As an example if your foundation is anywhere up to 1200 Square feet and your sub-soil is a gravel mixture, an RP145 by RadonAway should be quite sufficient. Most retailers will have a chart or table of different fans, ranging from 3” to 8” duct systems, the latter being used for large projects, such as a school.
Finally no matter where you end up placing your fan, you will need to bring it power. For this, you might need to call an electrician, or not, depending on whether you have a plug-in nearby. Luckily, my father is an electrician, and so we have our fan wired in directly to a switch for ease of maintenance. As you might have guessed we have the RP145 fan installed in the attic above our garage, and it is virtually silent.
As a side note, each fan comes with a suggested maximum operating pressure. This basically informs you how well your entire mitigation system is performing, how much pressure is being created by the fan, and whether you have sufficient airflow under the slab. To keep an eye on your system and to see that it is functioning nominally, I strongly suggest getting something like this Installation Kit for RadonAway System . It includes a manometer which basically tells you what pressure your system is holding. It’s inexpensive, easy to install, and well worth it. These kits also include couplings, which are intended to tie in your fan to the PVC piping(shown in the picture with the RP145 Fan) and I’d recommend using these, as they allow not only for a perfect tight fit with your piping, but also easy future fan replacement or maintenance.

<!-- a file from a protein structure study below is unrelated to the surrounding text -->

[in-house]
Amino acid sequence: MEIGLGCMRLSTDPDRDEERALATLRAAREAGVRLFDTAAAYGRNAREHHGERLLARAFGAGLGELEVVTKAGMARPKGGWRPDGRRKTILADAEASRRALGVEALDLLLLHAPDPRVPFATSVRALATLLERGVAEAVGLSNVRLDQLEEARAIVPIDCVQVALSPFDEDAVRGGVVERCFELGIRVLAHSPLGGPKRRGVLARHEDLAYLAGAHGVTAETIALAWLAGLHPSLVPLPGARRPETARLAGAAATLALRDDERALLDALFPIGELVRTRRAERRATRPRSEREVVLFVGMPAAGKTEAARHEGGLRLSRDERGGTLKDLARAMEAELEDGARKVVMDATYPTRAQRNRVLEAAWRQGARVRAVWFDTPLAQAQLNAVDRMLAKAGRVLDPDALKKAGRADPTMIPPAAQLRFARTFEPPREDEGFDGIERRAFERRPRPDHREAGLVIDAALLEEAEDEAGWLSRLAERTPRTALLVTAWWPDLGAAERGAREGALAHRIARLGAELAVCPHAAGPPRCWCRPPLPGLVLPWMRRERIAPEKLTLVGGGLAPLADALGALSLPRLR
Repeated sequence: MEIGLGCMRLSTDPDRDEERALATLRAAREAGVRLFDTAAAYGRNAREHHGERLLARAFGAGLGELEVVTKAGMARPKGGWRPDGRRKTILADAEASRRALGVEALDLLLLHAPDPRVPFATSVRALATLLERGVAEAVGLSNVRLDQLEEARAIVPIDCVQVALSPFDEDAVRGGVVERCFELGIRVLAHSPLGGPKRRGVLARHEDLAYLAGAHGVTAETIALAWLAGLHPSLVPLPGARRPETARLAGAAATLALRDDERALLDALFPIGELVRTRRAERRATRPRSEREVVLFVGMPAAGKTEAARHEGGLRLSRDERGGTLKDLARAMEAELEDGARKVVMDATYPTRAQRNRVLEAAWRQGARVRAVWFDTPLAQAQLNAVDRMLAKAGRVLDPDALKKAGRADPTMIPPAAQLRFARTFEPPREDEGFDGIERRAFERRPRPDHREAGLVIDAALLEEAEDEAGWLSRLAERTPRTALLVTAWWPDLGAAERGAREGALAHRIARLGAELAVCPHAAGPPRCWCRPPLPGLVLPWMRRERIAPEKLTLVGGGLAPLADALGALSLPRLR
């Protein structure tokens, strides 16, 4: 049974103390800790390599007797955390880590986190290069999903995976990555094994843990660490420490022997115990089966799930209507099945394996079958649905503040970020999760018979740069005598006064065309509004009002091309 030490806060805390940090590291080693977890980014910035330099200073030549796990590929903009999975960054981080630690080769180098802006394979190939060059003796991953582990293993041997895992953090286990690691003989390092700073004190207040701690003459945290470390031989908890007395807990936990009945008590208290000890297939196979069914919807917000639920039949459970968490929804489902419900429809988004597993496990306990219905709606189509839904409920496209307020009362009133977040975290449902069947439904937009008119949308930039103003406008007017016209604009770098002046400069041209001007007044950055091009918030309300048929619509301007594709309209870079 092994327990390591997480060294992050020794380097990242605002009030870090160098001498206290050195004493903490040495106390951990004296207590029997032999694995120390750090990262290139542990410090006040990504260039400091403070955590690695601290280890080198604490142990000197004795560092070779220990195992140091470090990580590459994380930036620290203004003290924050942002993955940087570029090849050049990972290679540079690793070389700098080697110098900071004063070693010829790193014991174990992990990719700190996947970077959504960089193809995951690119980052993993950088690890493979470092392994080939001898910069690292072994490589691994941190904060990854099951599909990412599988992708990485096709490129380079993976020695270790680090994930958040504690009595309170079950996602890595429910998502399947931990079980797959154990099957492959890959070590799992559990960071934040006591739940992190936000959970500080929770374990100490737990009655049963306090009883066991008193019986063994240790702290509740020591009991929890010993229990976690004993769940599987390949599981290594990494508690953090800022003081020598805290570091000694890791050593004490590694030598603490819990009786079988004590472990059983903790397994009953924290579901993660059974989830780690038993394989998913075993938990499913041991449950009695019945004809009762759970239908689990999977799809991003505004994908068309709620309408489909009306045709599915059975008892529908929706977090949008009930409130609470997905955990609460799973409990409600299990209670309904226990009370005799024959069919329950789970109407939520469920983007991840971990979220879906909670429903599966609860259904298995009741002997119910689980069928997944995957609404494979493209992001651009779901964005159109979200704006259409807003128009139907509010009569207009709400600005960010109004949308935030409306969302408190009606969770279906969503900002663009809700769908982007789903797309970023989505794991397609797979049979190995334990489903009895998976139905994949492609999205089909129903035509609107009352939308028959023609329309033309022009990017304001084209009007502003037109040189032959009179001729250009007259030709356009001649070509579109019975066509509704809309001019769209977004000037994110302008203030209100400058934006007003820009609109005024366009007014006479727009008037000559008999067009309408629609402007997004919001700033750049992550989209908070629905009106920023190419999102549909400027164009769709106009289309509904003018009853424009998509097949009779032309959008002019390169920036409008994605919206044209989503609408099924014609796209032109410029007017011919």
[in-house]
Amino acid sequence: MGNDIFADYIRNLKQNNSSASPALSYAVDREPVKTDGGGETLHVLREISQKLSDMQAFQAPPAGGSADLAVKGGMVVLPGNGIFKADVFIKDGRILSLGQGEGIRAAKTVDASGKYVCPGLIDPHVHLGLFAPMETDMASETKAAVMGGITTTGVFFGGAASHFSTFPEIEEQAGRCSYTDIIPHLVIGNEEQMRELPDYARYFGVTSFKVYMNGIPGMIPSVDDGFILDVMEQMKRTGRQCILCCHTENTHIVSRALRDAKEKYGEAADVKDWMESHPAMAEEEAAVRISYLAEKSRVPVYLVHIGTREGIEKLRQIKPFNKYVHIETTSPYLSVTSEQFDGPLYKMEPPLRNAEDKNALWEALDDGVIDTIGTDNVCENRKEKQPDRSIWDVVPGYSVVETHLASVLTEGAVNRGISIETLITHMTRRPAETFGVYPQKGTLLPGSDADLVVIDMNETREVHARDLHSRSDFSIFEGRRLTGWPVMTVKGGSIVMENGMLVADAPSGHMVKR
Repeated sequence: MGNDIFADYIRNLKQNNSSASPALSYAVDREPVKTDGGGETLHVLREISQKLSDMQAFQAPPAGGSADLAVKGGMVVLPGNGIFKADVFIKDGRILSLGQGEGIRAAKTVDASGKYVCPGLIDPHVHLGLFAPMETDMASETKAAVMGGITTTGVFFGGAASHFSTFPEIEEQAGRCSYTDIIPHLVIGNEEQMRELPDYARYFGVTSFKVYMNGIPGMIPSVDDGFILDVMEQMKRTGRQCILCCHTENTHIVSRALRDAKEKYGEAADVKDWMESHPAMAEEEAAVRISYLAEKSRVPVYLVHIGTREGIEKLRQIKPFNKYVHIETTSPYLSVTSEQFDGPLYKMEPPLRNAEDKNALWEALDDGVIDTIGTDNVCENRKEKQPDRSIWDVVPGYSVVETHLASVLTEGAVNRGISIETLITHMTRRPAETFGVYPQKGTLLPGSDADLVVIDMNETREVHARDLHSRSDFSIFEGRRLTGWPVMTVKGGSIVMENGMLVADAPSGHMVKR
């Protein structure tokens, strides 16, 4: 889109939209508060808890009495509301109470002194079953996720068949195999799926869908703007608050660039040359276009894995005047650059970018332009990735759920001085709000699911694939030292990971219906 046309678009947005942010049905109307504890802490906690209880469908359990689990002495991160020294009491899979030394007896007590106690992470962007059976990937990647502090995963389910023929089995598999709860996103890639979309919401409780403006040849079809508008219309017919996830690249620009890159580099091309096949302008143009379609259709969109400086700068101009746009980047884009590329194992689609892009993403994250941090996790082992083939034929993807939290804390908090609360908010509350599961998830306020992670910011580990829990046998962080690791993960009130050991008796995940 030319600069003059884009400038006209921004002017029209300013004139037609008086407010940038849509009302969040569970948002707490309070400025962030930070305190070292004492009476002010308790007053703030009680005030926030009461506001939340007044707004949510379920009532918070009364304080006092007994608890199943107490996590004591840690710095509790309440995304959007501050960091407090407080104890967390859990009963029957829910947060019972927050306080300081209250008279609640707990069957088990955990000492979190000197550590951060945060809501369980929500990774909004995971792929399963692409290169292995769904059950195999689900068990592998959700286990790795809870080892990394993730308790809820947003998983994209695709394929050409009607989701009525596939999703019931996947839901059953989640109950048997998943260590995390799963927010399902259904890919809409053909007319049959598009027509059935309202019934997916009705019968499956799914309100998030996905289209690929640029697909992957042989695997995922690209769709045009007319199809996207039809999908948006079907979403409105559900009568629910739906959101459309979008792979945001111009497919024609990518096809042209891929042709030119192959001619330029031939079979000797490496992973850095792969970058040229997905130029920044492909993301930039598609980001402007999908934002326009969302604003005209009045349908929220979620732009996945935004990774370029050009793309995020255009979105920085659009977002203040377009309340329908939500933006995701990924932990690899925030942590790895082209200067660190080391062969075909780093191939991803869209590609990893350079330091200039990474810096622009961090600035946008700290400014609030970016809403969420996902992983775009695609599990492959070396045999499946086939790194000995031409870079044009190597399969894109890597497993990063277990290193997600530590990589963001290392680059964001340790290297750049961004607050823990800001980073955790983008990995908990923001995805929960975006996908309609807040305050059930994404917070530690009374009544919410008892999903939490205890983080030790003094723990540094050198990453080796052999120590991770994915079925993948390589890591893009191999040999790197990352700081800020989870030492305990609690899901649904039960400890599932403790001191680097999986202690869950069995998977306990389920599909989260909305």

Our radon levels in the basement were always hovering at around 25 and up to 31 pci/L, and around 20 pci/L on the main floor, during the cold winter months. Summers were ranging from 8 to 12 pci/L. After we installed the subslab mitigation system our levels are averaging 1.4 during the coldest months, and 0.4 to 0.8 pci/L in the summer. The picture to the right is from our own Safety Siren Pro 3 Radon Detector. Click on it to see a larger version. It was taken on January 31, 2010. We have been using it for over 2 years now, and had several of our neighbours borrow it for some time as well. If you find that you have a radon problem, you are probably better off getting one of these instead of the charcoal or alpha track test kits that need to be sent in to a lab. These are not cheap, they go for US $130.00, but they are very accurate and convenient to use.
If you are interested in prices or would like to purchase one, here are a couple of suppliers in the States. They also provide a lot of additional information about their products.
Radon Zone – These guys are offering free shipping, unfortunately they only ship to the States (sorry Canadian customers). They supply other, short and long term, radon test kits, as well as the Safety Siren Pro 3.
National Safety Products – These guys dont offer free shipping but they do ship to Canada, and they do offer discounts if you plan on purchasing more than one item. They also supply other radon products.
I wish you all the best and hope you get those radon levels down just like we did.